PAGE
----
MANILA, Philippines (UPDATED) - Whistleblower group WikiLeaks on Thursday night released more than 3,000 diplomatic cables on the Philippines that were sent by the US embassy in Manila and other diplomatic posts.
The cables are the largest batch so far, eclipsing the 33 published the previous day.
WikiLeaks has vowed to release more than 35,000 unpublished cables from US diplomatic missions worldwide.
The group said it suffered a sustained denial-of-service attack and was relying on backup servers after dumping the new cables.
Similar to the cables posted Wednesday, most of the 3,071 new documents on the Philippines were tagged "unclassified/for official use only" and were coursed through SIPDIS, the secret data distribution network used by the US Department of Defense and the State Department.
Many of the memos carried the advisory, "This message is Sensitive but Unclassified -- Please protect accordingly."
They show US diplomatic officials' analysis and interest on current events in the Philippines, as well as Manila's views on international concerns.
Arroyo's corruption maelstrom
While it may take days before one reads and analyzes all of the diplomatic memos, their common denominator is the view of American officials stationed in the Philippines during the presidency of now Pampanga Rep. Gloria Macapagal-Arroyo.
The contents of some of the cables highlight the maelstrom that Arroyo faced while she was chief executive.
One cable, 05MANILA2359, discussed the scandal that linked the husband and son of Arroyo to illegal gambling, or jueteng.
The memo, dated May 23, 2005, said all that it would take then to oust Arroyo from power then "is for one credible witness -- like Governor Chavit Singsong [sic] in the Estrada case -- to go public."
"However, there is little enthusiasm for a new impeachment process that could constitutionally bump up Vice President Noli De Castro as President, despite a fairly widespread belief in elite circles that the Arroyos are indeed directly linked to jueteng payoffs," it added.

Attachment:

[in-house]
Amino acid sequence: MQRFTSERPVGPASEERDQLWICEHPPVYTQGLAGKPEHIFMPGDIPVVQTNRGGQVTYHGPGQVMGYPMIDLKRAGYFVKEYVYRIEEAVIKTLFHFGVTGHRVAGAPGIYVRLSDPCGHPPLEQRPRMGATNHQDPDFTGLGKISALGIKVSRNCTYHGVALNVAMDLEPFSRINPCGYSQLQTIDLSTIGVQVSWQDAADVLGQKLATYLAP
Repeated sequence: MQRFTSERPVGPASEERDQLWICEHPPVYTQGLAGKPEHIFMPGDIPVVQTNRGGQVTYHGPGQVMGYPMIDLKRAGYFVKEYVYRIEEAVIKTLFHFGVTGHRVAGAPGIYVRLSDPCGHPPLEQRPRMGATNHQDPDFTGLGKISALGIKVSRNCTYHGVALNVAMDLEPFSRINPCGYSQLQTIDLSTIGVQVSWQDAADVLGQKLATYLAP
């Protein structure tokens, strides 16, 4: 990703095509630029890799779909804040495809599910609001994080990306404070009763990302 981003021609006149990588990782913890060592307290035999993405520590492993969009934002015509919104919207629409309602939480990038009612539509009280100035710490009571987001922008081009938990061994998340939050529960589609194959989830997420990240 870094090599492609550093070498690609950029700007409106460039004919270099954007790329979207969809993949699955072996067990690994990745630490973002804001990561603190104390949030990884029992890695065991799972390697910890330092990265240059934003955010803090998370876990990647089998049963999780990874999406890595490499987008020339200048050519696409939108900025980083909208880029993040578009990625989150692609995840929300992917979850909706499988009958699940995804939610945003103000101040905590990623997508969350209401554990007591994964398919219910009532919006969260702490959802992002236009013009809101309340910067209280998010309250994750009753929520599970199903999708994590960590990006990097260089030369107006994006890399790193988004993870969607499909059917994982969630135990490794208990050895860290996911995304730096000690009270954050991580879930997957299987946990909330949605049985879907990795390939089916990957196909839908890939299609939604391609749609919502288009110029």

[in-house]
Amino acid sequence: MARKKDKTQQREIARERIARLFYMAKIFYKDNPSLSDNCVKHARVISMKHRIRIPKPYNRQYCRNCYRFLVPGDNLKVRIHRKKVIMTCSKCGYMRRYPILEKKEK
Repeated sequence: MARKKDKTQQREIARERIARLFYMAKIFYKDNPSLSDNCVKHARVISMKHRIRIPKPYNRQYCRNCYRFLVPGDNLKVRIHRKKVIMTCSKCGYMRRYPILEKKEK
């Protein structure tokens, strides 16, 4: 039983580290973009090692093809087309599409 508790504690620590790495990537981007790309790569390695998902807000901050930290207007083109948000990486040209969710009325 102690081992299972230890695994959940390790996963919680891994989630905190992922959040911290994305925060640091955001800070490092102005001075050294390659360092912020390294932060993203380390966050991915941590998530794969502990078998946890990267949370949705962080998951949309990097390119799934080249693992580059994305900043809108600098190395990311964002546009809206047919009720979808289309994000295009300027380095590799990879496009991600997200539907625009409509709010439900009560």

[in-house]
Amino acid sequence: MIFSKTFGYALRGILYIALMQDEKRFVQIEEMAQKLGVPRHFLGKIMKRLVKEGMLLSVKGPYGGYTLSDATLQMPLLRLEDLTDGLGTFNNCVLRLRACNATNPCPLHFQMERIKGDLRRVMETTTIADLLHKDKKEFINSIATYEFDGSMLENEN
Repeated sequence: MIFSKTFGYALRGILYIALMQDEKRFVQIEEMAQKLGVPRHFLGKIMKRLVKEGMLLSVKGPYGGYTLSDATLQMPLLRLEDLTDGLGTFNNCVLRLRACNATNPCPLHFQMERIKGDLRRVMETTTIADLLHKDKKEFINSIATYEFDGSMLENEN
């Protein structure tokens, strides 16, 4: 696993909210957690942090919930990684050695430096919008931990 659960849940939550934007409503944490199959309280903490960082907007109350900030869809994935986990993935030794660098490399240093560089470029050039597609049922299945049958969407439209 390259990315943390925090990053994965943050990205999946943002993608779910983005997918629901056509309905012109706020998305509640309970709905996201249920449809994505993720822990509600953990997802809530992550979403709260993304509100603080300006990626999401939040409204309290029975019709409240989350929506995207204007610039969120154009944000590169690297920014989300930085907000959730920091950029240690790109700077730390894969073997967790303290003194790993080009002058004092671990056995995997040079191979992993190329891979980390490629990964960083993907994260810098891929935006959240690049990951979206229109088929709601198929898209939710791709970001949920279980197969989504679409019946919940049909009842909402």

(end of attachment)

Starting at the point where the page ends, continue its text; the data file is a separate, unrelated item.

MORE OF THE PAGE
"The likelihood either of stamping out or legalizing jueteng remains low; too many powerful people benefit," said the embassy cable sent by then Deputy Chief of Mission Joseph A. Mussomeli.
The lack of a replacement for Arroyo during her terms of office was echoed in a cable labelled 05MANILA3045 that was sent by Mussomeli July 1, 2005.
"[T]he business community appears to remain mostly supportive of her, likely because there are no alternative economic plans from other potential leaders that would better address business concerns," it said.
Another cable, 05MANILA3231 that was created 12 days later, said the political opposition and Philippine society failed to reach a tipping point that could have ousted Arroyo.
"[T]he anti-GMA momentum seems to have fizzled following the decision of Catholic Bishops not to support a call for Arroyo's resignation," it said.
Cable 06MANILA1569, sent by the US embassy in Manila April 7,2006, also predicted that Arroyo won't follow the route taken by ousted Thai Prime Minister Thaksin Shinawatra.
Cable 09MANILA2458 sent November 25, 2009 stated that Arroyo said that like all developing countries, the Philippines faces a challenge in stamping out corruption.
"Her government is working to combat corruption, but the scale of the problem is exaggerated by the very free press (with which she does not want to interfere)," the embassy memo said, quoting Arroyo.